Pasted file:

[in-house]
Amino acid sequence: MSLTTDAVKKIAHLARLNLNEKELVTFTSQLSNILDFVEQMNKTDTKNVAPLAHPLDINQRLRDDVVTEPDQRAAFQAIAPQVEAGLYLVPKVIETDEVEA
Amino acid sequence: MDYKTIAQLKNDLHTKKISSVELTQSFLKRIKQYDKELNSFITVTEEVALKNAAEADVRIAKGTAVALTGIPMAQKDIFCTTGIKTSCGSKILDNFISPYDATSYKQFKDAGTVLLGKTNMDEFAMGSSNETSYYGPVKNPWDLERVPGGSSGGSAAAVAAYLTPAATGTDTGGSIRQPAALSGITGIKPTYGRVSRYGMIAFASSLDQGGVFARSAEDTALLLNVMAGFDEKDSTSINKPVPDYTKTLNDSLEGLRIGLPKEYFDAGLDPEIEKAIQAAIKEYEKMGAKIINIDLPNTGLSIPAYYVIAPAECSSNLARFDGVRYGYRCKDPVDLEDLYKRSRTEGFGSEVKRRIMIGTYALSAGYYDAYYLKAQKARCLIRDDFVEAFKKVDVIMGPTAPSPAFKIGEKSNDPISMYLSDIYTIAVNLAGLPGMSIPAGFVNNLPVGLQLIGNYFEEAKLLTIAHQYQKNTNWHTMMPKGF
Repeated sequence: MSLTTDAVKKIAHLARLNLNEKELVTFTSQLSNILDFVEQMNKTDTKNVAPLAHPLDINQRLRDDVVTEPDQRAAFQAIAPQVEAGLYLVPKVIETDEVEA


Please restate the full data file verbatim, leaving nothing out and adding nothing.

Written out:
[in-house]
Amino acid sequence: MSLTTDAVKKIAHLARLNLNEKELVTFTSQLSNILDFVEQMNKTDTKNVAPLAHPLDINQRLRDDVVTEPDQRAAFQAIAPQVEAGLYLVPKVIETDEVEA
Amino acid sequence: MDYKTIAQLKNDLHTKKISSVELTQSFLKRIKQYDKELNSFITVTEEVALKNAAEADVRIAKGTAVALTGIPMAQKDIFCTTGIKTSCGSKILDNFISPYDATSYKQFKDAGTVLLGKTNMDEFAMGSSNETSYYGPVKNPWDLERVPGGSSGGSAAAVAAYLTPAATGTDTGGSIRQPAALSGITGIKPTYGRVSRYGMIAFASSLDQGGVFARSAEDTALLLNVMAGFDEKDSTSINKPVPDYTKTLNDSLEGLRIGLPKEYFDAGLDPEIEKAIQAAIKEYEKMGAKIINIDLPNTGLSIPAYYVIAPAECSSNLARFDGVRYGYRCKDPVDLEDLYKRSRTEGFGSEVKRRIMIGTYALSAGYYDAYYLKAQKARCLIRDDFVEAFKKVDVIMGPTAPSPAFKIGEKSNDPISMYLSDIYTIAVNLAGLPGMSIPAGFVNNLPVGLQLIGNYFEEAKLLTIAHQYQKNTNWHTMMPKGF
Repeated sequence: MSLTTDAVKKIAHLARLNLNEKELVTFTSQLSNILDFVEQMNKTDTKNVAPLAHPLDINQRLRDDVVTEPDQRAAFQAIAPQVEAGLYLVPKVIETDEVEA